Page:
Justin Verlander was pretty amazing Thursday night in his complete game shutout victory over the Athletics in game five. If you boil it down far enough, that start was the best postseason start ever. Boil it down, as in: he collected eleven strikeouts against five baserunners with no runs in a complete-game deciding win in American League playoff game. He was the first person to hit all of those benchmarks at the same time. He set the strikeout record for complete-game-shut-out winner-take-all-wins.
The crazy thing, though, is how well his game five performance stacks up even if you relax each of those determining factors.
If you zoom out a little and focus on games pitched in deciding postseason games — even losses — with double-digit strikeouts, he’s already in elite company.
In 1997, Randy Johnson threw a complete-game, 13-strikeout, two-walk gem of a game four for the Mariners against the Baltimore Orioles. He also gave up three runs and lost the game. The Mariners lost the series 3-1. Charles Nagy did something similar for the Indians against the Orioles the year before. He struck out 12 in six innings (two walks and two earned runs) in a game four for them. Of all people, Roberto Alomar hit a single for Baltimore in the ninth, though. The Indians lost the game and the series in the twelfth… when future Indian Roberto Alomar stuck the knife in further with a home run. Roger Clemens pitched well that world series game seven loss against the Arizona Diamondbacks in 2001 (6.1 innings, 10 strikeouts, one walk, seven hits, one run). Mike Mussina struck out ten against no walks and one hit in eight innings for the Orioles against the Indians in 1997! The Orioles lost the series when Tony Fernandez went deep off of Armando Benitez in extras. (Benitez, oh Benitez.) John Candelaria in 1975 “helped” the Pirates get swept by the Reds with his game three effort in 7.2 innings. 14 strikeouts, two walks, three earned.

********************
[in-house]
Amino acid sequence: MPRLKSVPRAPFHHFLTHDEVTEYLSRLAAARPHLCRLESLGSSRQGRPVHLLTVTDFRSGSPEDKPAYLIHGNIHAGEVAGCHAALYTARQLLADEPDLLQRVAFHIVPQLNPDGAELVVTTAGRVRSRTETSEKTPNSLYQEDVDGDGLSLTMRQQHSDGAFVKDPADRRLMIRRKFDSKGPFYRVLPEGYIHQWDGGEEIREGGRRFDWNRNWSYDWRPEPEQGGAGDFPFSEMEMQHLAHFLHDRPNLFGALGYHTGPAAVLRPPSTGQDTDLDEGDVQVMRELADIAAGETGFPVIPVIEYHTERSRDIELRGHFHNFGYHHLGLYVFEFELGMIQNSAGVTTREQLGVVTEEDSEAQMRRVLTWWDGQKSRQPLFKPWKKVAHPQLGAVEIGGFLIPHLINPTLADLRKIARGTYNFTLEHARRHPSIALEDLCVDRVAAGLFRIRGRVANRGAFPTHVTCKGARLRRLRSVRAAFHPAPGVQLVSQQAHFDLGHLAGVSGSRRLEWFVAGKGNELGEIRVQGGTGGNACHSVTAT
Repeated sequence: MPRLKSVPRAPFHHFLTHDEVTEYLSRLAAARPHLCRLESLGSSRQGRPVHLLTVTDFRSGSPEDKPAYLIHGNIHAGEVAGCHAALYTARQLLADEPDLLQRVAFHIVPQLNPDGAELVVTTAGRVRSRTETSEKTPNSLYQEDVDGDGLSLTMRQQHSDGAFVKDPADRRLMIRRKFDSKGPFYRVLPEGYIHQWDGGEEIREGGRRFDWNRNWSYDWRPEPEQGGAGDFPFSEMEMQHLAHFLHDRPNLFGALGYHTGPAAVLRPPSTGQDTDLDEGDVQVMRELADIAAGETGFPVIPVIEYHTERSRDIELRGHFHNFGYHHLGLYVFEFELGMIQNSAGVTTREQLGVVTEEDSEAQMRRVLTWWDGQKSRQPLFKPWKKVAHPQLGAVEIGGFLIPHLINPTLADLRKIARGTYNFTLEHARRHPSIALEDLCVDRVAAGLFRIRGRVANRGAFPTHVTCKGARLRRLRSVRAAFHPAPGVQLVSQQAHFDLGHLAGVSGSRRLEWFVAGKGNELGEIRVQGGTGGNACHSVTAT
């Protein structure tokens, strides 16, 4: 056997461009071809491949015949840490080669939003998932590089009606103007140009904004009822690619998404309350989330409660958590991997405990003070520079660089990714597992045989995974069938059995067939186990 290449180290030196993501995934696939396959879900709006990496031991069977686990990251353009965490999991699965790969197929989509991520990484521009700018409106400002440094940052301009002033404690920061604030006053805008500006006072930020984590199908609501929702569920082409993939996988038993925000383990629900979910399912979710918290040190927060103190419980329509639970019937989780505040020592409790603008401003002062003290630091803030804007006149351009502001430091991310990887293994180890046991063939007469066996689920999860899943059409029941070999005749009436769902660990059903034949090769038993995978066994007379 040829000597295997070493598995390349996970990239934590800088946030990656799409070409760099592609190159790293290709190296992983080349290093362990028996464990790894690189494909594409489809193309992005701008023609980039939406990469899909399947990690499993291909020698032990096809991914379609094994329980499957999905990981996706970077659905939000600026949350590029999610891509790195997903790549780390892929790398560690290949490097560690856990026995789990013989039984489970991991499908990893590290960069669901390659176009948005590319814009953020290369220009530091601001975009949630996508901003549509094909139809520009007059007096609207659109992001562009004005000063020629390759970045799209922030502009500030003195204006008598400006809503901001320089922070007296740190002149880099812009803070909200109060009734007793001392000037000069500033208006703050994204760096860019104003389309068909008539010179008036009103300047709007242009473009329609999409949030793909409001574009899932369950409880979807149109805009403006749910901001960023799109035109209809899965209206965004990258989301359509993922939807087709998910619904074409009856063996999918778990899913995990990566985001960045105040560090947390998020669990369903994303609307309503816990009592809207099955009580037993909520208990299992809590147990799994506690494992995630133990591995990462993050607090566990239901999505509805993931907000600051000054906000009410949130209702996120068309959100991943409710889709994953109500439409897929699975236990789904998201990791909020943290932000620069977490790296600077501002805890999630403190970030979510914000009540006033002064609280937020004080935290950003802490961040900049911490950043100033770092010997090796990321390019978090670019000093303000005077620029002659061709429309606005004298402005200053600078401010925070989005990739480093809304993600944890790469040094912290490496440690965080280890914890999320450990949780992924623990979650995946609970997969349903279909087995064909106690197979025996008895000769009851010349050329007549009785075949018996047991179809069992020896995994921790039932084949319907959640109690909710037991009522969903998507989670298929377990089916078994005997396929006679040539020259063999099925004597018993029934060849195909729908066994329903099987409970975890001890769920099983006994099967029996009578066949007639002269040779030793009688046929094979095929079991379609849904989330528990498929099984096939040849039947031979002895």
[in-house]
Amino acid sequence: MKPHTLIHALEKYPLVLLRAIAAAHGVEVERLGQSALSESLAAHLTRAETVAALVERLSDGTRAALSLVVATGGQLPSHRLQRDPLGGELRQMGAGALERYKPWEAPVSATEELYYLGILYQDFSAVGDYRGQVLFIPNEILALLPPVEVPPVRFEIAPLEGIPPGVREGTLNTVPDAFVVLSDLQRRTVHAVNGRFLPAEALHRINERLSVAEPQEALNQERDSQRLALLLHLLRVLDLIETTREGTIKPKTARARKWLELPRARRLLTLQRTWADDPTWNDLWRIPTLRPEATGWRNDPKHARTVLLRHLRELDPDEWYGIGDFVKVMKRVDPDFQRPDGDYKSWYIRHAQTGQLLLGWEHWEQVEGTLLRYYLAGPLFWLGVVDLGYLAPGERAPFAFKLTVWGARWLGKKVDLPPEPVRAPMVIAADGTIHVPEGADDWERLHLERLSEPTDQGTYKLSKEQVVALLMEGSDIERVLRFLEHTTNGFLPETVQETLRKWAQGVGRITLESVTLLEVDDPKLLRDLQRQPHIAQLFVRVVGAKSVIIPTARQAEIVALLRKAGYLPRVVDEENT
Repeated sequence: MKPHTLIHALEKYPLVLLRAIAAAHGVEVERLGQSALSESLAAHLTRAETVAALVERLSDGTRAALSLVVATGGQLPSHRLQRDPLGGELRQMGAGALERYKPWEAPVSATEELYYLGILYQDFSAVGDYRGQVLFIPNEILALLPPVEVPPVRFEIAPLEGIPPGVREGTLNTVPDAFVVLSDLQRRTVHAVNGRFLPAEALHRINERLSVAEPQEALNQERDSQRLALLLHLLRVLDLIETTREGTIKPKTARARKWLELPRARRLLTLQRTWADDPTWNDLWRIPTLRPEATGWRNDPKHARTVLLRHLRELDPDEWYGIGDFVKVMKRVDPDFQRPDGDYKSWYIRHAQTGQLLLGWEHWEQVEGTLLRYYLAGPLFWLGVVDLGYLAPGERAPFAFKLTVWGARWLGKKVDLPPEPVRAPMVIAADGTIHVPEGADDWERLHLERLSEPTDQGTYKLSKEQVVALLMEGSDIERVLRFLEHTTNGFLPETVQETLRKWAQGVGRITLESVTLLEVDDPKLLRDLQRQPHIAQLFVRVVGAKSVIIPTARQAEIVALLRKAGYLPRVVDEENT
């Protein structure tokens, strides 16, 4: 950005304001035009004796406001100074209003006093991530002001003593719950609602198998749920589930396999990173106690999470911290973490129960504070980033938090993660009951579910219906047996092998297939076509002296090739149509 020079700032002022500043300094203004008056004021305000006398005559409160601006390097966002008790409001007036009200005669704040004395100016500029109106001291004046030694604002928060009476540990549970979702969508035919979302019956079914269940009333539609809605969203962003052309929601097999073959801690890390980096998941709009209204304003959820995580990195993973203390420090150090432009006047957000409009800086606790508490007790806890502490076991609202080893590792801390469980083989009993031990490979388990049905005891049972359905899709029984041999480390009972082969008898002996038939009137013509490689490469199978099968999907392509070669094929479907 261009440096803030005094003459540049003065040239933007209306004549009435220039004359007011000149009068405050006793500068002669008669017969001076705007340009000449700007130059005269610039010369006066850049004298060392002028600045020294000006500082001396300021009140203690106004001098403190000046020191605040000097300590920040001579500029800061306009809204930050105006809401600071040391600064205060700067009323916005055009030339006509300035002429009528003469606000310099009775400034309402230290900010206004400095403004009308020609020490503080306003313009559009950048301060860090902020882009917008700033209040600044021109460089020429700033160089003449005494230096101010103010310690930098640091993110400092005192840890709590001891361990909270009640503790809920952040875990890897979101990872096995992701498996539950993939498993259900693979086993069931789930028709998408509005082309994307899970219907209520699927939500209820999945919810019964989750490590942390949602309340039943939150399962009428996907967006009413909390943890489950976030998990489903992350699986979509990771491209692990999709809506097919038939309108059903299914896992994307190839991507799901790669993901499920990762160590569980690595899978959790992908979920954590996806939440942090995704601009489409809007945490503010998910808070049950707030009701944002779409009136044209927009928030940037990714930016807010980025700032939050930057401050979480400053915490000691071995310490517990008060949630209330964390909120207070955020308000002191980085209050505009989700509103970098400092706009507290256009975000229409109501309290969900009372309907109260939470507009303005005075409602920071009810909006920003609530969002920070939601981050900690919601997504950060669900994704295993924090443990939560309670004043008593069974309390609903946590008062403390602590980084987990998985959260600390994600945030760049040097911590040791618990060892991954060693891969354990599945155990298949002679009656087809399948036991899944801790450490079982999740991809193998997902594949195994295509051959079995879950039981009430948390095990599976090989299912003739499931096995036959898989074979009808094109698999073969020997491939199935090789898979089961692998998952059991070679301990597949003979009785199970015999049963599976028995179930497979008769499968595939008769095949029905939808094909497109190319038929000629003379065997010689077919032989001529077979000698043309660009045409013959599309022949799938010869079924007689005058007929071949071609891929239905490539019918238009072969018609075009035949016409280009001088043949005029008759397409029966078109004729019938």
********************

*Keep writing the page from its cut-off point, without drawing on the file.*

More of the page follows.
But those were losses, and series losses to boot.
Sterling Hitchcock won game four over the Astros (and Randy Johnson) in 1998 by throwing six one-run innings with 11 strikeouts and no walks. The Padres won 3-1. If you want more innings, try John Smoltz, who threw a complete-game one-run clincher to help the Braves sweep the Astros in 1997. He struck out 11 against one walk and three hits, which stacks up well against Verlander. (Poor Astros, twice burned.) Back in 1945, Detroit Tiger Hal Newhouser pitched a complete game to beat the Cubs in game seven of the series. He struck out ten against one walk but he also gave up ten hits along with three runs.
These were in the National League (or National League parks), which gives the pitcher a little pat on the ass when the lineup turns over.
There are three more apt examples, though. One came from a National League team, but in an American League park — Sandy Koufax struck out ten against three walks and three hits to clinch game seven for the Dodgers against the Twins in the 1965 world series. That used to be the strikeout record in a win in a winner-take-all complete game shutout before Verlander Thursday night. But, as a reader points out, the American League wasn’t using designated hitters in 1965.
The other two (more recent) comp games were both from games with DHs. There was Cliff Lee in 2010. He beat the Rays in a nine-inning, one run, 11 strikeout gem to clinch the series in St. Pete. He actually avoided walking anyone, which is something Verlander couldn’t manage Thursday night (despite a healthy zone to lefties, perhaps). Stupid Brandon Moss.
But Cliff Lee gave up three hits to Jason Bartlett and a hit each to B.J. Upton, Ben Zobrist and Sean Rodriguez. Six hits. Just a little while later, Tim Lincecum beat Lee and his Rangers by pitching eight innings and giving up only one run in the deciding game five. He struck out ten and walked two before giving way to Brian Wilson.
Justin Verlander only gave up hits to four people. He only gave up five baserunners overall. He didn’t give up a run. He pitched a complete game to clinch his series in an American League park. These things actually seem to matter when you are splitting hairs like this. So that puts him ahead by a nose over Cliff Lee and Sandy Koufax for Best Ever Double-Digit Strikeout Rate Performance in a Deciding Postseason Game. That’s quite an honor, and Verlander knew it himself, as he called the game “just about tops on his list” after the game — “given the situation.”
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